Adsorption isotherms of water and acetonitrile for Japanese acid earth have been studied by using a McBain’s sorption balance. A marked hysteresis phenomenon has been observed in both cases. It has been found that as the process of adsorption and desorption is repeated, the lower region of the hysteresis area tends to be reversible in the case of water, while in the case of acetonitrile hysteresis covers the whole range of the isotherms even after the fourth series of adsorption and desorption. In both cases the upper region of the hysteresis area remains unchanged. The first type of the hysteresis, which tends to disappear, has been explained as due to the existence of the adsorbed foreign substances on the surface of the earth, while the second type is associated with capillary condensation process. The difference between the behaviours of water and acetonitrile can be attributed to the difference of affinity of the two substances to the earth. The total volume of pores of the earth has been calculated from the adsorbed amounts of the two substances and found about 40 c.c. for 100 g. earth.
(1) The electric conductivity of such pulverized metals as Pt, Au, Ni, Co, Cu, and Ag has been measured in the atmosphere of hydrogen. (2) The effect of hydrogen on the conductivity is characteristic for each metal, and can be classified in three types: a) The conductivity increases as the hydrogen pressure rises:—Pt. b) The conductivity decreases as the hydrogen pressure rises:— Ni, Co, Cu, and Ag. c) No effect:—Au. (3) In the case of nickel, more detailed observations were carried out as regards the oxidation and the reduction velocities, the relation between the conductivity and the temperature, the relation between the current and the voltage both in the cases of oxidized and reduced nickel, and finally the relation between the conductivity and the hydrogen pressure. (4) A relation between the conductivity and the hydrogen pressure is expressed from 0.1 mm. Hg up to 100 mm. Hg by the following ex？ression: σ∝P^-1/n, and above 100 mm. Hg a saturation in conductivity is attained.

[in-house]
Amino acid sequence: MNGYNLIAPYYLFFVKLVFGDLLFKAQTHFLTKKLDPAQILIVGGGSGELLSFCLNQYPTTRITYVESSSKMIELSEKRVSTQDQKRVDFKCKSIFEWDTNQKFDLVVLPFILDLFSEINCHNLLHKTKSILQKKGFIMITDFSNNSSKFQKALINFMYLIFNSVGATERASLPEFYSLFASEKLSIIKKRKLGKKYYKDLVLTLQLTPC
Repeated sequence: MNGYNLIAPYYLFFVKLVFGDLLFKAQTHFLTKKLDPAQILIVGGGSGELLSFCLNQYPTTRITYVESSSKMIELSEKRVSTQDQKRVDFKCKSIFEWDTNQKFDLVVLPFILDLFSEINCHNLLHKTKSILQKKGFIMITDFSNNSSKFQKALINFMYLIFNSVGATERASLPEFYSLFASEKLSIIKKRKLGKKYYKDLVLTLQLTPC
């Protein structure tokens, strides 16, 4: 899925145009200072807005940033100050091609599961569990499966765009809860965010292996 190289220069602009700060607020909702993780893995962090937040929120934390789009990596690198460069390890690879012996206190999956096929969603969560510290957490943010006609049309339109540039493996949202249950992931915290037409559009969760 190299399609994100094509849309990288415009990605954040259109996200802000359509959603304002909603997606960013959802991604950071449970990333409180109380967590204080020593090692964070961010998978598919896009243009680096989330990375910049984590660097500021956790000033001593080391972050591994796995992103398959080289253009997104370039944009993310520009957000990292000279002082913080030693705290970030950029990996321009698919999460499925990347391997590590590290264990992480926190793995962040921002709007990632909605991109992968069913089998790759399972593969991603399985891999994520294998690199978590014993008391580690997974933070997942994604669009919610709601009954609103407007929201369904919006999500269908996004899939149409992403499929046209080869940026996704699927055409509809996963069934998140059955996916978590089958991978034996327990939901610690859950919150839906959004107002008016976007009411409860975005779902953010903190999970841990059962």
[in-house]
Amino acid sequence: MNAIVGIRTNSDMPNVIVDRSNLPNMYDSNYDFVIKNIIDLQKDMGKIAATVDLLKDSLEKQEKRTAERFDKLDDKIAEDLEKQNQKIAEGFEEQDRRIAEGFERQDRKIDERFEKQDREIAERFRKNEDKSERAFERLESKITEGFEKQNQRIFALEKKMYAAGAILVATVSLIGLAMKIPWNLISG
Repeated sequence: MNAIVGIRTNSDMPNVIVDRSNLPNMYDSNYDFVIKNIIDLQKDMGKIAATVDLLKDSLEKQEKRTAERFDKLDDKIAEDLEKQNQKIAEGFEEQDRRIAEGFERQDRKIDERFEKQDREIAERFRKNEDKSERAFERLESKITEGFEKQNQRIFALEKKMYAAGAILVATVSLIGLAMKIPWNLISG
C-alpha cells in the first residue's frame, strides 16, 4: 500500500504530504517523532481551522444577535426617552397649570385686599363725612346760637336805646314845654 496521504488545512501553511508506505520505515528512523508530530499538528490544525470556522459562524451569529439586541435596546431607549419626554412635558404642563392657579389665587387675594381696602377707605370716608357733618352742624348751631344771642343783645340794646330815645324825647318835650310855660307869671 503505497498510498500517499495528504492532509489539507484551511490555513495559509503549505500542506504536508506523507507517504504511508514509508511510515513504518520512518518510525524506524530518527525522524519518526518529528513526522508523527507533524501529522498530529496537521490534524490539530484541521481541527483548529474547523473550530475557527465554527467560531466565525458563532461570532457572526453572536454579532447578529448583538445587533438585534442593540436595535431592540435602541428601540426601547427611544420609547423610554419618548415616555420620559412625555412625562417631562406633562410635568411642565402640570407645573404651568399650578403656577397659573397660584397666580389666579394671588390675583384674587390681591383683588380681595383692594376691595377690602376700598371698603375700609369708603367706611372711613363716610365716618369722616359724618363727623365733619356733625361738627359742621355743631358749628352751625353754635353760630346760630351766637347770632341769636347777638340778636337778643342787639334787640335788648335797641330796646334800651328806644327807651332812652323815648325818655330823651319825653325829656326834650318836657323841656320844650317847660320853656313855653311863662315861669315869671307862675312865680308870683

Styrene ozonide has been prepared by introducing purified ozonized air into styrene dissolved in carbon tetrachloride, in benzene, in chloro？orm, and in ethyl ether. The ozonide thus prepared does not oxidise styrene but promotes its polymerization. The increase of the ozonide concentration in styrene shortens the activation period but not the polymerization period. Temperature effect upon this polymerization is also seen to be exerted only upon the activation stage. Among the decomposition products of styrene ozonide, benzaldehyde and polystyrene slightly accelerate the styrene polymerization but benzoic acid, formic acid and formaldehyde are inactive in this respect. The ozonides prepared in the four different solvents have been examined for their molecular weight by the measurements of freezing point and of viscosity. It has been found that they are not the simple ozonide but its polymers; those prepared in carbon tetrachloride and in benzene consist of hexamer and tetramer, that prepared in chloroform tetramer and dimer, and that prepared in ethyl ether only dimer. Thus, the solvent of higher dipole moment gives the lower polymer. Both chemical and physical properties of the ozonide differ according to the stage of polymerization, higher polymer is less active for styrene polymerization and for permanganate reduction, the lower the stage of polymerization its chemical activity is more closely related to peroxide monomer. Higher polymer has higher viscosity than the lower.